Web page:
Results of estrogen receptor (ER) and progesterone receptor (PgR) ligand-binding assays (LBAs) are strongly correlated with ER and PgR by immuno-histochemistry (IHC). To investigate whether ER and PgR by IHC are also strongly correlated with tamoxifen response, time to treatment failure (TTF) and overall survival (OS), the results of the 2 methods were directly compared in 205 patients with ER(+) metastatic breast cancer treated with daily tamoxifen (Southwest Oncology Group protocol 8228) with 9 years median follow-up. pS2, another estrogen-regulated molecule, was also analyzed. Tumors were scored for IHC from 0 to 5, according to the proportion of positively stained cells. These IHC scores for both ER and PgR were significantly associated with LBA levels (p < 0.001). There was a significant direct relationship between higher IHC ER, PgR and pS2 and increasing response to tamoxifen. TTF and OS were also significantly longer for patients with higher ER or PgR, but not pS2, IHC scores. Low, intermediate and high ER or PgR categories showed similar differences in response rates whether defined by LBA or IHC. In logistic regression models which included ER, PgR and pS2 by IHC; ER and PgR by LBA; and menopausal status, only ER (IHC) and pS2 (IHC) retained significance for predicting tamoxifen response (p = 0. 02 and p = 0.005, respectively), along with menopausal status (for PgR by IHC, p = 0.09). Increasing ER and PgR by IHC, as by LBA, are thus significantly associated with a progressively better response and longer survival in ER(+) metastatic breast cancer. pS2 is also predictive in this setting.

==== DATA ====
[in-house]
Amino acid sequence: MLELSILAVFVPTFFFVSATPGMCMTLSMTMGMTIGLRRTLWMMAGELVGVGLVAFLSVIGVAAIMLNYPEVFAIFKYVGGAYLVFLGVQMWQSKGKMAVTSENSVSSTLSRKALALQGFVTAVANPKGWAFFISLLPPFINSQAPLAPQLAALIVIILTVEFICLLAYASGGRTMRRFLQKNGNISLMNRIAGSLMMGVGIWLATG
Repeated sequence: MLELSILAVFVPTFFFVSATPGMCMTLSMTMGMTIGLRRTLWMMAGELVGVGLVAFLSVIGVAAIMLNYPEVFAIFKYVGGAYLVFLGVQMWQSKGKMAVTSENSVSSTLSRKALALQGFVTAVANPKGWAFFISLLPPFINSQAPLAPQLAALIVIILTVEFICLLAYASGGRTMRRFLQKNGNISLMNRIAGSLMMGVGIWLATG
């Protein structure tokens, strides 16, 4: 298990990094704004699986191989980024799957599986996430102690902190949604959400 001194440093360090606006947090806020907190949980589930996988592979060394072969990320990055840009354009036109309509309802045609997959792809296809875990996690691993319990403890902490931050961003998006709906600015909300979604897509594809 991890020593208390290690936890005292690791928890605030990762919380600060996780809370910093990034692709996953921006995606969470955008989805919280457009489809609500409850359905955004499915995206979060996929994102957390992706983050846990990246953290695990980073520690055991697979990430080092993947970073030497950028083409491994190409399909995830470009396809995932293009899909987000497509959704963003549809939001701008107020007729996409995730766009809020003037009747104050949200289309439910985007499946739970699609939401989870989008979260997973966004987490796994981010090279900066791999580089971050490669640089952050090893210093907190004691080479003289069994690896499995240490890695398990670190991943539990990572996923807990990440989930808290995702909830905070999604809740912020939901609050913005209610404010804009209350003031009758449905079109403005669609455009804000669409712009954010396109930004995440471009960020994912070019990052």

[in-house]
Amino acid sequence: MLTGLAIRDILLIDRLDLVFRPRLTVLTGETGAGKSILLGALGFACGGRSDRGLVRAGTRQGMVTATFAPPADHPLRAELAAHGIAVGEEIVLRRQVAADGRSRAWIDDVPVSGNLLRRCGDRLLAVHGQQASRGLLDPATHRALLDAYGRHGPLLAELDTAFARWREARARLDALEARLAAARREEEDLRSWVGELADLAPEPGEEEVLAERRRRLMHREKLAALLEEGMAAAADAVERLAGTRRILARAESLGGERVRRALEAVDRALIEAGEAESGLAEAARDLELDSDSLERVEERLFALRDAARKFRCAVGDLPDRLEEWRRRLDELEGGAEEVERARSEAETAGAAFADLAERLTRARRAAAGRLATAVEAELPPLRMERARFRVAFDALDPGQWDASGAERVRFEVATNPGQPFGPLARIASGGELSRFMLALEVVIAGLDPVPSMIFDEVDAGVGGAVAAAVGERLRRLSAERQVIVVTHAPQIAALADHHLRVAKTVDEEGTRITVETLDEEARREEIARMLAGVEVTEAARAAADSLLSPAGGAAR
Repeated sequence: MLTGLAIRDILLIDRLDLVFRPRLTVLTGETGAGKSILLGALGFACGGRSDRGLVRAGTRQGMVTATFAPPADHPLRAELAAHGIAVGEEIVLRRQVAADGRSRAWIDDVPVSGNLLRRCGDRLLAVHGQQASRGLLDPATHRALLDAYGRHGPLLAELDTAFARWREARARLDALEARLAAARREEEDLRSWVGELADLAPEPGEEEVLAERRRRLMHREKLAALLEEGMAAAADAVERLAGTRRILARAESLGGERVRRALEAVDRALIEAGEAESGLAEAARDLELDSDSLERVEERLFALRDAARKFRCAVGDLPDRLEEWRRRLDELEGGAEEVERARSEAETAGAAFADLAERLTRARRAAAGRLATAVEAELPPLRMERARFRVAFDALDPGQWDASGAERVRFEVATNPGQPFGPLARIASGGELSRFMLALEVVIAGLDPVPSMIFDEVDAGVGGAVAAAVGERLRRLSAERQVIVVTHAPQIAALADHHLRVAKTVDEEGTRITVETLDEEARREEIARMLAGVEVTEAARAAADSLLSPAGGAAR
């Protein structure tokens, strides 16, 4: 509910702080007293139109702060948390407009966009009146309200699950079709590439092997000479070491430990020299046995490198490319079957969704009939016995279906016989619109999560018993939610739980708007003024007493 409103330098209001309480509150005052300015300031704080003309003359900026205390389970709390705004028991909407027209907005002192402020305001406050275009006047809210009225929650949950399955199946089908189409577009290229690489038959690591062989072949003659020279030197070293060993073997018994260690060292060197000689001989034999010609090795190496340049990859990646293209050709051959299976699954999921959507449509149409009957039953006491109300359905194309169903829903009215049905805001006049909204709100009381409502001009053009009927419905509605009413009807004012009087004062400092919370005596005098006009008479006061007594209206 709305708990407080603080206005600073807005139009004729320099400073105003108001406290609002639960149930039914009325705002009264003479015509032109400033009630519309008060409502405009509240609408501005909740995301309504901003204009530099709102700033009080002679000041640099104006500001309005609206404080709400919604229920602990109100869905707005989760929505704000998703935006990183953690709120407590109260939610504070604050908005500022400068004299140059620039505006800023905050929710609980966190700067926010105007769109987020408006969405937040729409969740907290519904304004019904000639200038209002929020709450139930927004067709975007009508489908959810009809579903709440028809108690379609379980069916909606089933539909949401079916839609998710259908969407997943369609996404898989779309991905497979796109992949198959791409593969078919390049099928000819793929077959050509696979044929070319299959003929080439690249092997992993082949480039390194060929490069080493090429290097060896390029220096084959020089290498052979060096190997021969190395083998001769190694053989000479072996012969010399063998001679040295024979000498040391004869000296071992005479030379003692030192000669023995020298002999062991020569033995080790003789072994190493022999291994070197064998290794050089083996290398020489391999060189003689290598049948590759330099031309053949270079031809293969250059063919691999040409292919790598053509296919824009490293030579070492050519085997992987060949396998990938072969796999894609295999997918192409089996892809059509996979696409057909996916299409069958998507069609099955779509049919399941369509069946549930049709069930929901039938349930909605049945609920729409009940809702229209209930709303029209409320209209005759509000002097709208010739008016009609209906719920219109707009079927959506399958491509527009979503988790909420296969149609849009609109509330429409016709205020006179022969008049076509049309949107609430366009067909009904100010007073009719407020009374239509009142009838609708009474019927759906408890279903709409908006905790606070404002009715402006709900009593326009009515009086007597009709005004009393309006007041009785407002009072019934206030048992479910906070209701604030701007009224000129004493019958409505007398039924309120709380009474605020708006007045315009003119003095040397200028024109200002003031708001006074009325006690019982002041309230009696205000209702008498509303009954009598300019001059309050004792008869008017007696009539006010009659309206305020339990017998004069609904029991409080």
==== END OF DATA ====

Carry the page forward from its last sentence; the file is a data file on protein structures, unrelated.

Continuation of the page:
Copyright 2000 Wiley-Liss, Inc.